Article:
The Rich Culture of Dove Hunting in the American South
The opening of dove season is a cultural event like no other in the American South.
In Georgia, Tennessee, Mississippi and other surrounding states, the opening of the season marks the coming of autumn—and more hunting seasons to follow. Thousands of hunters, their families and their hunting dogs gather to set out in pursuit of (primarily) mourning doves, white-winged doves and collared doves. Family and friends who hunt together have traditional locations they visit each year. Cut corn fields are ideal because the birds will flutter into the fields to feast on the remaining kernels. Recently harvested grain fields, along with sunflower, rice, bean and cotton fields are also favorites. Some locations are so popular that state wildlife management offices will set quotas and hold a lottery for first-day access.
It’s a challenging task because doves are small and nimble, flying up to 55 miles an hour with sharp dives and quick changes in direction. It takes quick reflexes and a keen eye to bag these birds. The hunt usually begins at noon, but among many groups, the season “officially” kicks off when the first hunter fires.
As the sun sets, the day’s harvest is grilled up—often wrapped in bacon—for the group to enjoy alongside southern favorites including barbecue and sweet tea.
Here are a few areas you might want to check out if you’re thinking of joining this time-honored tradition. Dove hunting season begins on Sept. 1, 2018 in most states, though there are some exceptions. In most locations, the daily bag limit on mourning and white-winged doves is set at 15, while there’s no daily limit on Eurasian collared doves (though they must be easily identifiable as collared doves). Beware of variations in regulations: Double check bag limits, dates, timing and species regulations by searching on the FarWide app and in-browser experience.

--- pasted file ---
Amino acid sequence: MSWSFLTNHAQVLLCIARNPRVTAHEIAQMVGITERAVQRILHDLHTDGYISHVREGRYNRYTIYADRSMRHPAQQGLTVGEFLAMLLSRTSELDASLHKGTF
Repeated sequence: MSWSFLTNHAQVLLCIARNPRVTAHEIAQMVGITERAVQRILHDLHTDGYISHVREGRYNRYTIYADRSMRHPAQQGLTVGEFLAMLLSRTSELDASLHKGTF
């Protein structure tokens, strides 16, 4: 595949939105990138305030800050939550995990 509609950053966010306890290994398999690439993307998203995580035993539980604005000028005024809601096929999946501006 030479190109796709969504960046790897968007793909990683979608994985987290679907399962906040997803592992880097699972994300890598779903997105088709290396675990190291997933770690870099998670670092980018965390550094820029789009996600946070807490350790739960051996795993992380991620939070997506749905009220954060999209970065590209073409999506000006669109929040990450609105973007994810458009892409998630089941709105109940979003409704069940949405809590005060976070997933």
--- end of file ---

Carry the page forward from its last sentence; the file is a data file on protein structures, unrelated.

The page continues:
Tennessee’s dove fields are divided among four regions. In Region 1, highlights include two areas along the Wolf River that allow hunting, featuring sunflower, millet and wheat fields. Laurel Hill WMA in Region 2 contains vast acreage of wheat, millet and sunflowers. Hiwassee Refuge WMA in Region 3 includes corn fields, and more can be found in Buffalo Springs.
In Mississippi you’ll find WMAs with dove fields including sunflower fields at Howard Miller and Muscadine Farms. Some fields like Mahannah and Hell Creek have special dates and youth hunting opportunities, so check regulations carefully.
In Georgia, visit Pine Log Wildlife Management Area in the city of White, which offers deer, bear, turkey, small game and (of course) dove hunting across more than 14,000 acres. McGraw Form WMA on the Etowah River is a beautiful location with opportunities for hiking, camping and cycling in addition to hunting. Georgia also has a number of dedicated fields including Appling County Dove Field and Anderson Farms Dove Field, though due to late planting of the crops at Anderson, you might want to wait until the second dove season (Oct. 13-31) to visit.
Alabama’s dove hunting season starts a bit later than seasons in other states—Sept. 8 in northern Alabama counties and Sept. 15 farther south. It’s divided into five districts, each of which has at least one prime location for dove hunting. In Bibb County you can hunt mourning and white-winged doves along the Cahaba River, and Jackson County has more flexible hours than many other locations in the region.
In an unusual opportunity, the Arkansas Game and Fish Commission will issue 20 permits for each weekend in September for a managed dove hunt on a landowner’s private sunflower field in Lonoke County. Hunters who are issued permits will be allowed to bring one guest. The application period ends tonight at midnight—apply here.
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